Konodyba v Royal Borough of Kensington and Chelsea  EWCA Civ 982
This was an appeal against a decision that a homelessness applicant was not eligible for assistance. It’s been on my blogging to-do list since July, for which I can only apologise. The appeal raised some unusual and interesting issues.
We’ve met the applicant, Dr Konodyba, a couple of times before. Most recently, RBKC succeeded in getting an ex parte interim injunction discharged for material non disclosure. More importantly, in the context of this appeal, she has already been to the Court of Appeal once before. It is fair to say that that trip did not end well.
Dr K is from Poland, an A8 country (that is, one of the countries that joined the EU in 2004 – the others are Estonia, Latvia, Lithuania, Czech Republic, Slovakia, Hungary and Slovenia). It had been argued on Dr K’s behalf in a s.204 appeal in Wandsworth CC that, as the mother of a child who had been introduced into a school in the UK while she was temporarily working in the UK (but not for the 12 months required under the UK’s transitional provisions for A8 nationals), she was entitled to reside in the UK as the primary carer of that child under the Baumbaust doctrine. Dr K lost in the county court and appealed to the Court of Appeal. Rix LJ granted permission to appeal in May 2009. Shortly before the Court of Appeal hearing in June 2009, Dr K parted company with her legal team. She told the Court of Appeal that she no longer wanted to rely on the ground for which Rix LJ had granted permission to appeal, but that she wanted to rely on a different ground and sought an adjournment to prepare properly for that. The Court of Appeal refused that request and dismissed the appeal.
After that appeal Dr K moved into private rented accommodation. In due course she had to leave that accommodation, at which point she made a fresh application to RBKC. She again said that she was eligible because of Baumbaust. She also argued that she had retained worker status because she had been employed for 6 months in 2006 in a hotel and she had been self-employed for about 4 months in the same year. Her argument went that she had stopped working because she had become temporarily ill and therefore art.7 of Directive 2004/38 gave her a right to reside, such that she was eligible for assistance. The authority found that Dr K was not eligible for assistance. A review was requested, which upheld the s.184 decision. Dr K appealed to the county court. That appeal was dismissed and so she ended up in the Court of Appeal.
Judgment was given by Longmore LJ, with whom Lord Neuberger and Gross LJ agreed.
RBKC argued that it was not open to Dr K to rely on the Baumbaust point as she had expressly abandoned it before the Court of Appeal in 2009. She was therefore barred by res judicata / issue estoppel / abuse of process (take your pick). Dr K had two answers to this. First, that res judicata and issue estoppel don’t apply in public law cases and, secondly, that since the 2009 case there had been the later decisions of the ECJ in Ibrahim and Teixeira, which should be taken into account.
Longmore LJ considered that the extent to which res judicata and issue estoppel applied in public law was a vexed question, referring to part of chapter 7 of Wade & Forsyth. However, even in public law proceedings the court could stop an abuse of process and the attempt to relitigate matters which had been disposed of by an unappealed judgment was an obvious form of abuse.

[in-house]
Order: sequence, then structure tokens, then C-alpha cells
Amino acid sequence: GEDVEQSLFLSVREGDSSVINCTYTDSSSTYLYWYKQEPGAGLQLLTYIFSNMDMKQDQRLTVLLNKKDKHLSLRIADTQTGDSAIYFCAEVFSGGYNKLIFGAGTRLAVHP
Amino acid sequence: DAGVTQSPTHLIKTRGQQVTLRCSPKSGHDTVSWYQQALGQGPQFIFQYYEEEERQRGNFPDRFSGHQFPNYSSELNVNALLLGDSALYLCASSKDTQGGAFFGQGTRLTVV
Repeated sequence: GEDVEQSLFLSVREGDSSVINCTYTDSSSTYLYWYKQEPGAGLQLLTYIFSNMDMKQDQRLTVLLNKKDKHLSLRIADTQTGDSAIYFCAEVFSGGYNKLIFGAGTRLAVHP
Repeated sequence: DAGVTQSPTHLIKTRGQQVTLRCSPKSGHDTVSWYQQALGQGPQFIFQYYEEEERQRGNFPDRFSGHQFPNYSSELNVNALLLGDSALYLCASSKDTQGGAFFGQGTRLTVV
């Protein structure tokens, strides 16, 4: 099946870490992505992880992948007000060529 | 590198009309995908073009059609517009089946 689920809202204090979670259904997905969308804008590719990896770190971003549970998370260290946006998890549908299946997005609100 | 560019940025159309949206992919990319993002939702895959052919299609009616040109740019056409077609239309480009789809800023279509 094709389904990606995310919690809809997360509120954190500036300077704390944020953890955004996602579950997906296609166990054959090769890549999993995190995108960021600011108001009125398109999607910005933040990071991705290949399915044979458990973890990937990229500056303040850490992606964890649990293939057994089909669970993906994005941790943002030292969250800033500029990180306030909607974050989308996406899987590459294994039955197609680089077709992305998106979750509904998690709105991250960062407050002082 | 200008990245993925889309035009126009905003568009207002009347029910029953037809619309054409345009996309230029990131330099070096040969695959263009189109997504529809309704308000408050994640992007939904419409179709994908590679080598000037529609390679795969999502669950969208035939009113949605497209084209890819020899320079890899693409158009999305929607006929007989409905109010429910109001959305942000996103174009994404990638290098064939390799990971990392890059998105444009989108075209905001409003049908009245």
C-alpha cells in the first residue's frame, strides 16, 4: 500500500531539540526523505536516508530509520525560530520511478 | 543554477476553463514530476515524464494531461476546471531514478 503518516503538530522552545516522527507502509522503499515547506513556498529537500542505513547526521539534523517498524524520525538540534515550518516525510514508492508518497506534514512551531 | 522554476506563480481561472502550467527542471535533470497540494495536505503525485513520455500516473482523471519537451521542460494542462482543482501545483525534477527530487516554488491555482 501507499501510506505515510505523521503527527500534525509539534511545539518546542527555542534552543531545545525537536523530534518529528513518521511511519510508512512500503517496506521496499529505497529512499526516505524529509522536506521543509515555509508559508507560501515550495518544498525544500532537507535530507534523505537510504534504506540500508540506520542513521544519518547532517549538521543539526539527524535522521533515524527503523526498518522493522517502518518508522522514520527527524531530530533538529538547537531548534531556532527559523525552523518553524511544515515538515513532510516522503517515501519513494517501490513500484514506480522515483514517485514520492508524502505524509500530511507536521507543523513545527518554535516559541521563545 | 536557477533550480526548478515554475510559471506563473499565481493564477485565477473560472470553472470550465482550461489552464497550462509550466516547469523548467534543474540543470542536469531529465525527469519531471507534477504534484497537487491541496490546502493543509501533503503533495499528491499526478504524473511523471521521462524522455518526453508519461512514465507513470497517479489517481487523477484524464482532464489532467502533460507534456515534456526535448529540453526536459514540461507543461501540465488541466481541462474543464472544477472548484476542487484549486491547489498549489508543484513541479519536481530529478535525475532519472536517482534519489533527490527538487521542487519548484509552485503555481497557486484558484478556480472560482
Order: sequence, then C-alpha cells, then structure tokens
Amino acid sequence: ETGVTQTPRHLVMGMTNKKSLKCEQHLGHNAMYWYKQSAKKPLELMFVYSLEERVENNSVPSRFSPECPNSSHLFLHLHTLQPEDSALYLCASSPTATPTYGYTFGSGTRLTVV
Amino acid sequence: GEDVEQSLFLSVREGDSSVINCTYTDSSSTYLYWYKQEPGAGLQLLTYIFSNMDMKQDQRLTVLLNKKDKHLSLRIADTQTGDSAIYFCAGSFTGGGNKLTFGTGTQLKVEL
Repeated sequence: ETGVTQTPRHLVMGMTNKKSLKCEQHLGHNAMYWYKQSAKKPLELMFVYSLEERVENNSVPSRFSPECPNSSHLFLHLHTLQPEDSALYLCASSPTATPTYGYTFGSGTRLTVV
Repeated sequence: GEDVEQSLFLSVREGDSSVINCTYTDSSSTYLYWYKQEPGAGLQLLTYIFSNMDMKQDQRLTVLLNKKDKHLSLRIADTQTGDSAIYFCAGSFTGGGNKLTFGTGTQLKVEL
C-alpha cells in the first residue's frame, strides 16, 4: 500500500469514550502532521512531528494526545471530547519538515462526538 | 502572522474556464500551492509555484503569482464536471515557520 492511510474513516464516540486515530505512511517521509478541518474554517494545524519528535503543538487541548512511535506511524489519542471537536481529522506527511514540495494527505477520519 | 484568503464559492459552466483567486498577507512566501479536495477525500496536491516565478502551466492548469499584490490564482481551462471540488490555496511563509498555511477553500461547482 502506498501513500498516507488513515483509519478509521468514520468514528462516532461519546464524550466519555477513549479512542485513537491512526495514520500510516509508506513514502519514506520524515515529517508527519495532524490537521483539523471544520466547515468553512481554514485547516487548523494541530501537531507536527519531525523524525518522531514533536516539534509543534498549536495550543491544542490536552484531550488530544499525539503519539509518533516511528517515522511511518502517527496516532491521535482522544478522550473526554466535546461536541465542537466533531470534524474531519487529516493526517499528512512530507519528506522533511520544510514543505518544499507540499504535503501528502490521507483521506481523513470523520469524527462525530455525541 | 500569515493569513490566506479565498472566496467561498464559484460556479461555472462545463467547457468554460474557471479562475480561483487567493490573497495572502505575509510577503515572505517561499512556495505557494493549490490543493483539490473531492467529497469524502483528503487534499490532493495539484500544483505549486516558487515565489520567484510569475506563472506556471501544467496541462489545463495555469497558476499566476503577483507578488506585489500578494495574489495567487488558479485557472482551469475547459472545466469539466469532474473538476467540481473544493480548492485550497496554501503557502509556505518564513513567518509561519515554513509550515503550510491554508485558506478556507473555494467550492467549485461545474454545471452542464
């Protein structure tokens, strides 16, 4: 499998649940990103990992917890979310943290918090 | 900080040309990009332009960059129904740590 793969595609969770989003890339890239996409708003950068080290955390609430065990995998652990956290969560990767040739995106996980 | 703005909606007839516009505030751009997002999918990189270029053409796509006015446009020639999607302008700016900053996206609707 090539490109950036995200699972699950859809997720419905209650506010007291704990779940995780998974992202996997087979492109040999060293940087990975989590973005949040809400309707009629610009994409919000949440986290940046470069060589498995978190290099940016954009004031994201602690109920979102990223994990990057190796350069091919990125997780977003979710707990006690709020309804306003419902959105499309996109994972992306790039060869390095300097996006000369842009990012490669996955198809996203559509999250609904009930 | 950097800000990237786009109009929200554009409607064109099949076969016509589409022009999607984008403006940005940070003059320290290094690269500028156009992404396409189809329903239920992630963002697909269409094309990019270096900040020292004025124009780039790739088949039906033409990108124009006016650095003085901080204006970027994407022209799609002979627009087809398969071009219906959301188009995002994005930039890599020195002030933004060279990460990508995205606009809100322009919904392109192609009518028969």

Ibrahim and Teixeira did not assist either. The proper course would have been to apply for permission to appeal the 2009 decision, out of time (good luck with that).
RBKC also sought to argue that the retained worker status point could not be entertained as it could have been taken in 2009. Longmore LJ thought that Lord Bingham’s well known general approach in Johnson v Gore Wood & Co should apply in public law as well, “with the possible qualification that a public body with statutory obligations to provide, for example, housing assistance or a home from, no doubt, scarce housing stock should not be over-protected from addressing points which are truly new, even if they arise on facts which have already been subject to a determination” ().
Based on that approach, it would be right for the Court of Appeal to consider the arguments on retained worker status.
The remaining critical question was, therefore, to apply the Immigration (EEA) Regulations 2006, whether Dr K was “temporarily unable to work as the result of an illness or accident”.
The review officer considered the evidence and concluded that there was no realistic prospect of Dr K being able to return to work in the “foreseeable future”. That was held to be the correct test – the review officer could not be expected to peer into the unforeseeable future. Whether Dr K was temporarily unable to work was a question of fact. The evidence had been considered by the review officer and there was no flaw in his reasoning.
It does seem that there is a point missed here though – while I think that the Court of Appeal must be right in relation to self-employment, so far as retained worker status is concerned I don’t think Dr K could possibly have qualified. She would have needed to have worked for 12 months under the worker registration scheme. It appears that she had not done so, so there was no status for her to retain.